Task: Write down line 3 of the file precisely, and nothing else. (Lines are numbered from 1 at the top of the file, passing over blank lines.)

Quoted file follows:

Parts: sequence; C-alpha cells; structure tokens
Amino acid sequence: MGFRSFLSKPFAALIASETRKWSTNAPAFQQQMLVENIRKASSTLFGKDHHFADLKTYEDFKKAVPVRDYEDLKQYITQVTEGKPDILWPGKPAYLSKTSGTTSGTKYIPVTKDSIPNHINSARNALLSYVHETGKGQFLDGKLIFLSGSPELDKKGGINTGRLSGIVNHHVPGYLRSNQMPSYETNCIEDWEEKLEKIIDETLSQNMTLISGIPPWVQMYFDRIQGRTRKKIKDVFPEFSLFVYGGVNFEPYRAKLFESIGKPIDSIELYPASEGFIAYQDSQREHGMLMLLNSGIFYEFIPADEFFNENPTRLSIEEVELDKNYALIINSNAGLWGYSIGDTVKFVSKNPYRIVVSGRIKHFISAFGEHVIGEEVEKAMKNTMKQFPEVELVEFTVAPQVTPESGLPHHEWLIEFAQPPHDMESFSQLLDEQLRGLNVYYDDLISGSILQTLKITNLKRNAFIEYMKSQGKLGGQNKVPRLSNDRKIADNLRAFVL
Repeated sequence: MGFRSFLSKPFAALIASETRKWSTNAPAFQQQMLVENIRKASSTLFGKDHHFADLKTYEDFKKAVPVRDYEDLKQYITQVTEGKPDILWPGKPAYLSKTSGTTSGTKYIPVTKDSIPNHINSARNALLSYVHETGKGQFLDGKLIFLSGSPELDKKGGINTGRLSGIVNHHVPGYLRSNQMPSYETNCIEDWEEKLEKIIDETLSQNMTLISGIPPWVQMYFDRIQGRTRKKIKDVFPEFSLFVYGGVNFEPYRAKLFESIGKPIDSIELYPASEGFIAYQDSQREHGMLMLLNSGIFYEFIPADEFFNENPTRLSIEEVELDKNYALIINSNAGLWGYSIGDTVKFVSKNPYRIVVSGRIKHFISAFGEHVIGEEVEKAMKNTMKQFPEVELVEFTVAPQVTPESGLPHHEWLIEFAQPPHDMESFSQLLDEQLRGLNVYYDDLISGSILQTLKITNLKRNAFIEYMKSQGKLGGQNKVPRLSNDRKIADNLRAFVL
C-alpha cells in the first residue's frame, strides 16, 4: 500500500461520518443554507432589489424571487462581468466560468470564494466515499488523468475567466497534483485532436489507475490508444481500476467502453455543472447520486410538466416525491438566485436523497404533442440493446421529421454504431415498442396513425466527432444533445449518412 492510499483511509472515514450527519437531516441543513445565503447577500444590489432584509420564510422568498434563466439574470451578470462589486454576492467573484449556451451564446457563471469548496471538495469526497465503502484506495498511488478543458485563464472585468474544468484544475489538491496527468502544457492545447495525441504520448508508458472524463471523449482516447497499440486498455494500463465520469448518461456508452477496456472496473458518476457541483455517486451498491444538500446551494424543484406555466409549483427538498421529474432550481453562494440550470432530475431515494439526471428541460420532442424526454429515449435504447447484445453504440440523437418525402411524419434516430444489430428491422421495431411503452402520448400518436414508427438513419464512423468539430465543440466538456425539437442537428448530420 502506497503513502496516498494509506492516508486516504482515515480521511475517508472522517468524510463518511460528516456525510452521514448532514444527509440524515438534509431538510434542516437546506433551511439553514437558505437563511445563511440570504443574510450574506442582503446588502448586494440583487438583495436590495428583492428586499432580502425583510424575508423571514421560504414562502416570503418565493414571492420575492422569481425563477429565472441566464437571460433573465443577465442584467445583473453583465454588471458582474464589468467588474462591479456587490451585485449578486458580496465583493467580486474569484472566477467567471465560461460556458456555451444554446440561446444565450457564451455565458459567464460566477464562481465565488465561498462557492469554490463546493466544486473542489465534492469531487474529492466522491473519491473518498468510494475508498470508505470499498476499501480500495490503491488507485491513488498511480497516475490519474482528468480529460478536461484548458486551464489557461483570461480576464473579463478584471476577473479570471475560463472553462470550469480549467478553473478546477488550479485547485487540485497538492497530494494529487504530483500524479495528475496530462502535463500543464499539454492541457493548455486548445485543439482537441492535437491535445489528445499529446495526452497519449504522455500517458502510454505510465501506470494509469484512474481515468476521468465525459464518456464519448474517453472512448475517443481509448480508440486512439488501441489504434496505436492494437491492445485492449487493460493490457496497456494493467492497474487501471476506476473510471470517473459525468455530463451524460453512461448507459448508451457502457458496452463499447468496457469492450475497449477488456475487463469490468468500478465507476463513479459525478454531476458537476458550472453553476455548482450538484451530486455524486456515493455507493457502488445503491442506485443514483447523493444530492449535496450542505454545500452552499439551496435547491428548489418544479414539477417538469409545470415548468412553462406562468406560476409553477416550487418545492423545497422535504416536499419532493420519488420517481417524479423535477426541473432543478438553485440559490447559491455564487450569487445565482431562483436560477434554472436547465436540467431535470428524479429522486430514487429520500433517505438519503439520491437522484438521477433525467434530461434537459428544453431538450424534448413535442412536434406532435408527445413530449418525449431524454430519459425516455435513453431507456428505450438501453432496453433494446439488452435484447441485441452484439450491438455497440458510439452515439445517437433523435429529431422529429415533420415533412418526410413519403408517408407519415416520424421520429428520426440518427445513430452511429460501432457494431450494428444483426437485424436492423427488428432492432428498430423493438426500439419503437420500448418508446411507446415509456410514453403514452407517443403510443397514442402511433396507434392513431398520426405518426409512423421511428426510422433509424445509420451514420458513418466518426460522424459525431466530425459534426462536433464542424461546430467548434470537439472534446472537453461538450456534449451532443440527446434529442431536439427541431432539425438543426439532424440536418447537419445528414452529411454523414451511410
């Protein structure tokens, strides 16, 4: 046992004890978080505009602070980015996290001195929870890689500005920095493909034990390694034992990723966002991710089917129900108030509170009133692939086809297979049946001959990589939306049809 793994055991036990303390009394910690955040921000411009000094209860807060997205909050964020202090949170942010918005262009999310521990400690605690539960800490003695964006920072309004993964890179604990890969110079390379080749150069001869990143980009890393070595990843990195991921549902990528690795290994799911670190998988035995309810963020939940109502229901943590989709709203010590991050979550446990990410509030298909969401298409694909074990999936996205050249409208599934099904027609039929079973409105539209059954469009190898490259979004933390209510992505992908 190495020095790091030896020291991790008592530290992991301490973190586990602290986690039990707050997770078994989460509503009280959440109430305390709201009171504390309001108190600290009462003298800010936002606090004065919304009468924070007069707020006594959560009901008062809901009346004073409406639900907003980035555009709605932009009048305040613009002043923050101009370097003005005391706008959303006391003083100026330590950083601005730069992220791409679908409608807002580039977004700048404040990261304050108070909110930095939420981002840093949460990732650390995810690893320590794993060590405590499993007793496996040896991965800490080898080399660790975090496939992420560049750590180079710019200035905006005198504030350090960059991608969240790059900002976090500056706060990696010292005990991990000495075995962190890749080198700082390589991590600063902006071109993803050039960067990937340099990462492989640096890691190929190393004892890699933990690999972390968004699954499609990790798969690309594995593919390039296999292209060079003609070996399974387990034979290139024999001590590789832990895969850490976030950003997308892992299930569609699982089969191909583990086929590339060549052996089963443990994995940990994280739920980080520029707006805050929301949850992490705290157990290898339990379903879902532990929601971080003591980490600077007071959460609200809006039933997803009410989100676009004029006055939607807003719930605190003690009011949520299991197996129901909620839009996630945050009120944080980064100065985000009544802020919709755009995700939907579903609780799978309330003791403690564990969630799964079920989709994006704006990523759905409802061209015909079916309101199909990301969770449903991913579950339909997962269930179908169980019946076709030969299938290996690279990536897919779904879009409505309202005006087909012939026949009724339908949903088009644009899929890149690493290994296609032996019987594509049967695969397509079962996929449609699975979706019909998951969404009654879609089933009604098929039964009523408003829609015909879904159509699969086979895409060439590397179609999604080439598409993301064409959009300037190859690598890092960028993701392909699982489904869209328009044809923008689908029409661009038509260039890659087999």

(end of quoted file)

Repeated sequence: MGFRSFLSKPFAALIASETRKWSTNAPAFQQQMLVENIRKASSTLFGKDHHFADLKTYEDFKKAVPVRDYEDLKQYITQVTEGKPDILWPGKPAYLSKTSGTTSGTKYIPVTKDSIPNHINSARNALLSYVHETGKGQFLDGKLIFLSGSPELDKKGGINTGRLSGIVNHHVPGYLRSNQMPSYETNCIEDWEEKLEKIIDETLSQNMTLISGIPPWVQMYFDRIQGRTRKKIKDVFPEFSLFVYGGVNFEPYRAKLFESIGKPIDSIELYPASEGFIAYQDSQREHGMLMLLNSGIFYEFIPADEFFNENPTRLSIEEVELDKNYALIINSNAGLWGYSIGDTVKFVSKNPYRIVVSGRIKHFISAFGEHVIGEEVEKAMKNTMKQFPEVELVEFTVAPQVTPESGLPHHEWLIEFAQPPHDMESFSQLLDEQLRGLNVYYDDLISGSILQTLKITNLKRNAFIEYMKSQGKLGGQNKVPRLSNDRKIADNLRAFVL